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Redmond Chief: 'Public Has a Right to Record' Interactions with Police

A Redmond Police officer has received a written reprimand after threatening to arrest a cyclist who was videotaping him during a traffic stop.

 

A Redmond Police officer who for videotaping him during a traffic stop has received a written reprimand for his actions.

In an emailed statement to Redmond Patch, Police Chief Ron Gibson said a 30-day internal investigation determined Officer Bill Corson was out of line when he told the cyclist, Stephen Kent of Seattle, that he did not have a legal right to record their interaction.

"The Redmond Police Department recognizes that citizens may record or photograph police activities in public as long as they remain at a reasonable distance, don’t interfere with the employee’s duties and responsibilities, and do not create a safety concern for the employee, person detained, or other persons," Gibson wrote. "The Redmond Police Department acknowledges the public has a right to record the activities of their police and that we are subject to public scrutiny as we carry out our duties to the citizens of Redmond."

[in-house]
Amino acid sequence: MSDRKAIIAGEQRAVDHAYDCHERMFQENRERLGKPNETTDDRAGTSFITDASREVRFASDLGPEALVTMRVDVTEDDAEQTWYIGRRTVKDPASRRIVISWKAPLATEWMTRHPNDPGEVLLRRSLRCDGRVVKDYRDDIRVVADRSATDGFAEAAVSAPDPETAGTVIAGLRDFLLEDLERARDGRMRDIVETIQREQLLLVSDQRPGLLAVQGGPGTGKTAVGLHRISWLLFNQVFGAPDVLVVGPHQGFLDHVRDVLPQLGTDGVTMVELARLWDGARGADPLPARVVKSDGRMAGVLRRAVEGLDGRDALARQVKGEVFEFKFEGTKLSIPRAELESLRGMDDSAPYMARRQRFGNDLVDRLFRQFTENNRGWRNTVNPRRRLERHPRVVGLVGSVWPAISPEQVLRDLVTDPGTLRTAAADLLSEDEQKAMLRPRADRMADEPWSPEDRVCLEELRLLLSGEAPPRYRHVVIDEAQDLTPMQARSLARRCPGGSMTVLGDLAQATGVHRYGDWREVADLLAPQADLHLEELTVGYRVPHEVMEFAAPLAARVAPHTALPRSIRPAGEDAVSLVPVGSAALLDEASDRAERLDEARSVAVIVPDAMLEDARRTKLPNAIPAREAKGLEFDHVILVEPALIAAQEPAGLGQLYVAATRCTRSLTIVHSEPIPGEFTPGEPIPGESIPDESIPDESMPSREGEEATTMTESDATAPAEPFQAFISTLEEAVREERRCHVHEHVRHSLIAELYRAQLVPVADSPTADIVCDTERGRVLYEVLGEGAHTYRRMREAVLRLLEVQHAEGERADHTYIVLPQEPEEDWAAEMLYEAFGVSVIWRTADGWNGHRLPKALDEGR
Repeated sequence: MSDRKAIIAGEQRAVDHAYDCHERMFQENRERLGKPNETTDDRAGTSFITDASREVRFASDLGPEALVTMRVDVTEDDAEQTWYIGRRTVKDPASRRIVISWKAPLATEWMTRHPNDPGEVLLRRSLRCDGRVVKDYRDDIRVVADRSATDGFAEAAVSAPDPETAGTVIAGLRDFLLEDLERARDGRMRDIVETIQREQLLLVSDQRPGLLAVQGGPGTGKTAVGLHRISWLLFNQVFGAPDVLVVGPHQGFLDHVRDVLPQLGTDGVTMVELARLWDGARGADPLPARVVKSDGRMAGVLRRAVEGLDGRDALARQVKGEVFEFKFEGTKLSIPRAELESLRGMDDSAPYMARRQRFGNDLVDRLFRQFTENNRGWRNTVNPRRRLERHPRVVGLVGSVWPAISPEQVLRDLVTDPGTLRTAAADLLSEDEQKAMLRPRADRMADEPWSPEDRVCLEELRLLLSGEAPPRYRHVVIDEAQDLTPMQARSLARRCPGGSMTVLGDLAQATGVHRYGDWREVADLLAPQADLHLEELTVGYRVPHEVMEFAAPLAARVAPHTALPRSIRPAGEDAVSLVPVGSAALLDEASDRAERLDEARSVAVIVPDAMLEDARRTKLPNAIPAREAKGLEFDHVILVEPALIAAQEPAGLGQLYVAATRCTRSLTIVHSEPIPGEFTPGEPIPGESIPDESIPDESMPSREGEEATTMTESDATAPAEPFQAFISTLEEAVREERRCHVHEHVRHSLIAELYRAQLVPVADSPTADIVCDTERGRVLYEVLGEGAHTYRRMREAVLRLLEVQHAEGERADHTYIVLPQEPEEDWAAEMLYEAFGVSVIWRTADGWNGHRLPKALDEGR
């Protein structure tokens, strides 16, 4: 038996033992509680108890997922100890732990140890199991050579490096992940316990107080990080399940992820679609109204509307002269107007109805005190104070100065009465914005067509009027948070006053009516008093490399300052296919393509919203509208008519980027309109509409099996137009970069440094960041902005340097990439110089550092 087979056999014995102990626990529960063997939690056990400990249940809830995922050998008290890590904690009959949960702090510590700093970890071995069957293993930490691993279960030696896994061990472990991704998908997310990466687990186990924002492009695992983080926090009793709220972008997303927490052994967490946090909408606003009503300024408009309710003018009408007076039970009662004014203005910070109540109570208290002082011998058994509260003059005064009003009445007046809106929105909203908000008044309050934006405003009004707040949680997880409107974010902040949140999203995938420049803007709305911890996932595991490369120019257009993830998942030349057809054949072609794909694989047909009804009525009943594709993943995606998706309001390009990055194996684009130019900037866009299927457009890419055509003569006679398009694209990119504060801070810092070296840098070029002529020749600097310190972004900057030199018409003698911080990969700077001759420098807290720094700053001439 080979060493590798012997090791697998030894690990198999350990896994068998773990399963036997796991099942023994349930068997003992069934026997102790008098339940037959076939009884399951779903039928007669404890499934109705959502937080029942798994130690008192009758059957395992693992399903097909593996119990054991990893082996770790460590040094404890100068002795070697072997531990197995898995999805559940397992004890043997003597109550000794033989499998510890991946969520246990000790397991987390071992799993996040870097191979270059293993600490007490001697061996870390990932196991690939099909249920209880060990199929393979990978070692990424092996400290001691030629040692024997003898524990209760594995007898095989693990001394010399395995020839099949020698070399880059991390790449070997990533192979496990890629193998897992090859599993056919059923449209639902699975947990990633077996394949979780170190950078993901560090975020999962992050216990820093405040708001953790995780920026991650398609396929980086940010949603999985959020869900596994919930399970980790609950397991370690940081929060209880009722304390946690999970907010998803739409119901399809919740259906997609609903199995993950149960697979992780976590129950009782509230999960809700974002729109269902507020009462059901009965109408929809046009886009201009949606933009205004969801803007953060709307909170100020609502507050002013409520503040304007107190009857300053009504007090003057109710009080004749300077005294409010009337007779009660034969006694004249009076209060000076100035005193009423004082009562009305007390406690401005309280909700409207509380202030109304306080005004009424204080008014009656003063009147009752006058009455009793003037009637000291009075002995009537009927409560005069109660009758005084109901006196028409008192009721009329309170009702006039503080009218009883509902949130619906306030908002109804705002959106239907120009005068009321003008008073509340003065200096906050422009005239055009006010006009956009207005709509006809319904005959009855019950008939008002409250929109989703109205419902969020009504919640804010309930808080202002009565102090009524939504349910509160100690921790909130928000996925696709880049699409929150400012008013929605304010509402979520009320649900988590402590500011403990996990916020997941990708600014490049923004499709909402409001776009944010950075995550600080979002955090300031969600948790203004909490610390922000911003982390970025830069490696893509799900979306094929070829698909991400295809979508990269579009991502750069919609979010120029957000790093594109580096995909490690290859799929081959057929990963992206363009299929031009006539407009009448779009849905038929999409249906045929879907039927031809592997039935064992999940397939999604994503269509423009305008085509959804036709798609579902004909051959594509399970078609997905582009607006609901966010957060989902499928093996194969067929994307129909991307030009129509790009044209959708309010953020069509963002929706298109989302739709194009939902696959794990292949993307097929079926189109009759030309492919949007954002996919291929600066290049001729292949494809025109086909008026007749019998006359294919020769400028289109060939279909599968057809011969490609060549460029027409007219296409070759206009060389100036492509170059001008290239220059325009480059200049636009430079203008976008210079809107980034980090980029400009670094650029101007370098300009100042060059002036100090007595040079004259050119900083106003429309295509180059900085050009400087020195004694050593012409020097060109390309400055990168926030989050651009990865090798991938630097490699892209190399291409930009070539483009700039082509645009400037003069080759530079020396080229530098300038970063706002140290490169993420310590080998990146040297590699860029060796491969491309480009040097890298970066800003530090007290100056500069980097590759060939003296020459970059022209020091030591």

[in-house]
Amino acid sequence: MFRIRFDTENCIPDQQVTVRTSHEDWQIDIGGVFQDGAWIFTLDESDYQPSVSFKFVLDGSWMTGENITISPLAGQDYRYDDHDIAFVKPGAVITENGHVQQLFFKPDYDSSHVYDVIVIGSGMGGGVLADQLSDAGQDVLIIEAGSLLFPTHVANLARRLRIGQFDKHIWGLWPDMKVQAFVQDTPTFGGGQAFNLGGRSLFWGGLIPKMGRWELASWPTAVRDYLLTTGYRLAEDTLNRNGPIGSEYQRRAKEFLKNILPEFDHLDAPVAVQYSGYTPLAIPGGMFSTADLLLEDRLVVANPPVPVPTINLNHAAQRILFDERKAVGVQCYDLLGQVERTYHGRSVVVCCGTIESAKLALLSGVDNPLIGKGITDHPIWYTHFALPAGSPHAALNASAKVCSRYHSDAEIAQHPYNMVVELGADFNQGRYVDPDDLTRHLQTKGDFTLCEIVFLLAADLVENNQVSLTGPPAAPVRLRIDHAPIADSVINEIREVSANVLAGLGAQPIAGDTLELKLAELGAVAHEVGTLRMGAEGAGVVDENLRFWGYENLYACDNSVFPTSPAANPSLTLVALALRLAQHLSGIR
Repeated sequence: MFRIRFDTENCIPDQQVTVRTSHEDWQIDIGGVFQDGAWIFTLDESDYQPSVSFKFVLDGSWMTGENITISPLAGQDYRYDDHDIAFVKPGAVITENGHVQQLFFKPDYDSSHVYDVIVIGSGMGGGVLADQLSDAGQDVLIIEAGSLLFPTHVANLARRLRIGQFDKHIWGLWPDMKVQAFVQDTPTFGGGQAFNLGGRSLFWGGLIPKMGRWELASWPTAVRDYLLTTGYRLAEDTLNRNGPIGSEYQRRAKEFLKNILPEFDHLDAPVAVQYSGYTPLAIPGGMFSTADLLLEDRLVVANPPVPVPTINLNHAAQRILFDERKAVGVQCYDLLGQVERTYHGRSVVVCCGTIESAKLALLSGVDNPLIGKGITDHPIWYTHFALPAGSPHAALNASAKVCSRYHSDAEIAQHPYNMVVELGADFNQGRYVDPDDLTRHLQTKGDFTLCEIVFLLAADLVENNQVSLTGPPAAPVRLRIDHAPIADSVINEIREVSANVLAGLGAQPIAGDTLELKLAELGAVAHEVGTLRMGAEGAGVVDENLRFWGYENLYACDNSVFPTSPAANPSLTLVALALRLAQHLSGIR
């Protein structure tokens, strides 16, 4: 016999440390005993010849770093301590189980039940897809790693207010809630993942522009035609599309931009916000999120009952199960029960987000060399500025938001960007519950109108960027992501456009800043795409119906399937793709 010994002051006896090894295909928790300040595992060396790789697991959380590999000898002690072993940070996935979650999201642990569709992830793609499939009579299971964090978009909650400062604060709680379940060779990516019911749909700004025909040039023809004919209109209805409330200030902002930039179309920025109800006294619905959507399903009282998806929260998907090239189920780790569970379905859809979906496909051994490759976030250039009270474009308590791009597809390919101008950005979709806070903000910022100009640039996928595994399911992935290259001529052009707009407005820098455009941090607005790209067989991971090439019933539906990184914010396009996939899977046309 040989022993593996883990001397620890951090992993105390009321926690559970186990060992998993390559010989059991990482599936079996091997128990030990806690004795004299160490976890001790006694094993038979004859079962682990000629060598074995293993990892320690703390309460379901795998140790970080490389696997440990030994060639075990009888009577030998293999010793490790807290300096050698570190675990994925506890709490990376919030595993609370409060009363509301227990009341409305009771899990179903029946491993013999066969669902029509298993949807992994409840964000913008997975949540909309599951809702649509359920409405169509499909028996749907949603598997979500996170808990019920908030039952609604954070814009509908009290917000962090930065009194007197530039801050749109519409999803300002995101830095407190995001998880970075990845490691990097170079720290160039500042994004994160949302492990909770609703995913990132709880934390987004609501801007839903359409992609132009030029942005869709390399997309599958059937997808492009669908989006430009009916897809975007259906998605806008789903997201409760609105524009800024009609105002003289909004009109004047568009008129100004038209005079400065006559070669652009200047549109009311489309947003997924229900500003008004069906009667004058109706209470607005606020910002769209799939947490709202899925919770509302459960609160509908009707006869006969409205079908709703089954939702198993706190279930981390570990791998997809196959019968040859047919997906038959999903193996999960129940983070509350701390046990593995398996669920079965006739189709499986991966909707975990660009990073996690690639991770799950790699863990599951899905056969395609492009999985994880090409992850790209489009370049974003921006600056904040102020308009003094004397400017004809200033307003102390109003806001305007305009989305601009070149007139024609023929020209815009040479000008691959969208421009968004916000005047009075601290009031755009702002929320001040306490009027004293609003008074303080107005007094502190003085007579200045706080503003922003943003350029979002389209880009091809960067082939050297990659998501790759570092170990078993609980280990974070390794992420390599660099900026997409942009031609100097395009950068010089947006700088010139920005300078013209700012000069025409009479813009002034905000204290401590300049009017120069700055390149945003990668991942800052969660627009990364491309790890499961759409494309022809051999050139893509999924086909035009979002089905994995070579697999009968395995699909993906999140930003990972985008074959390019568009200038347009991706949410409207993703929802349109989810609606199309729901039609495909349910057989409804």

Kent said he was riding his bicycle with two other friends on Cleveland Street one afternoon last May when the group was stopped by Corson for impeding traffic. The cyclist said he immediately began recording the encounter using a cell phone app but was ordered to stop and threatened with arrest.

In a video Kent posted to YouTube (also attached to this post), Corson is heard saying "if you record me, I'll arrest you...if you do this one second longer, you're violating a law in this state."

Gibson said Corson's actions violated two sections of the department's Manual of Standards, one that "requires that officers be familiar with and maintain a working knowledge of laws and ordinances which apply to their job function" and another that "requires officers taking enforcement action will do so within the limits of law, city charter, state constitution, U.S. Constitution and standards adopted by the Department."

Gibson said Corson, a 21-year veteran of the department with "no other sustained allegations of misconduct in his disciplinary record," received a written reprimand for his actions. Members of the department underwent additional training on video and audio recording laws as a result of the incident, Gibson said.

"This incident has provided us with an opportunity to provide better service to our community," Gibson wrote. "As a department, we are committed to protecting the individual rights of all of our citizens."

Local Guy July 06, 2012 at 08:48 PM
I am grateful that RPD has taken action and provided additional training. I remain disappointed, and suspect, that a 21 year veteran was allegedly unaware of this fundamental aspect of his duties.

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